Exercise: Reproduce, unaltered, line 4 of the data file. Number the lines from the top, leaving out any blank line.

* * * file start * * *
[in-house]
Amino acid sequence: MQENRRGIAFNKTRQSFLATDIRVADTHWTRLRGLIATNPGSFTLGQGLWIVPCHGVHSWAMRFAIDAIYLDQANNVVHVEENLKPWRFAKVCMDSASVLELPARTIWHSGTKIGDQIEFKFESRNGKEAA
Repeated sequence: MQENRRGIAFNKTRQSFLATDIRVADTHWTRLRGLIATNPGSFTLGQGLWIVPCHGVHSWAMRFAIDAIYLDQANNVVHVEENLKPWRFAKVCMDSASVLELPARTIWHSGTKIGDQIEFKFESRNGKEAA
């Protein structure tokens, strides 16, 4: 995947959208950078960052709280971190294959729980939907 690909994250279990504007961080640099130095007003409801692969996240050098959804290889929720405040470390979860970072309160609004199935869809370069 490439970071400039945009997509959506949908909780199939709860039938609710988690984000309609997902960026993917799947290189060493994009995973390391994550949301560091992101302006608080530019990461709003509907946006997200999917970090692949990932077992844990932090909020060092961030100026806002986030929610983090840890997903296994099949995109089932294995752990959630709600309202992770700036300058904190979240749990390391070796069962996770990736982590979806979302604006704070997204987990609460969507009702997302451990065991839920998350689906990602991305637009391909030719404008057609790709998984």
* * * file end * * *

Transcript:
């Protein structure tokens, strides 16, 4: 995947959208950078960052709280971190294959729980939907 690909994250279990504007961080640099130095007003409801692969996240050098959804290889929720405040470390979860970072309160609004199935869809370069 490439970071400039945009997509959506949908909780199939709860039938609710988690984000309609997902960026993917799947290189060493994009995973390391994550949301560091992101302006608080530019990461709003509907946006997200999917970090692949990932077992844990932090909020060092961030100026806002986030929610983090840890997903296994099949995109089932294995752990959630709600309202992770700036300058904190979240749990390391070796069962996770990736982590979806979302604006704070997204987990609460969507009702997302451990065991839920998350689906990602991305637009391909030719404008057609790709998984």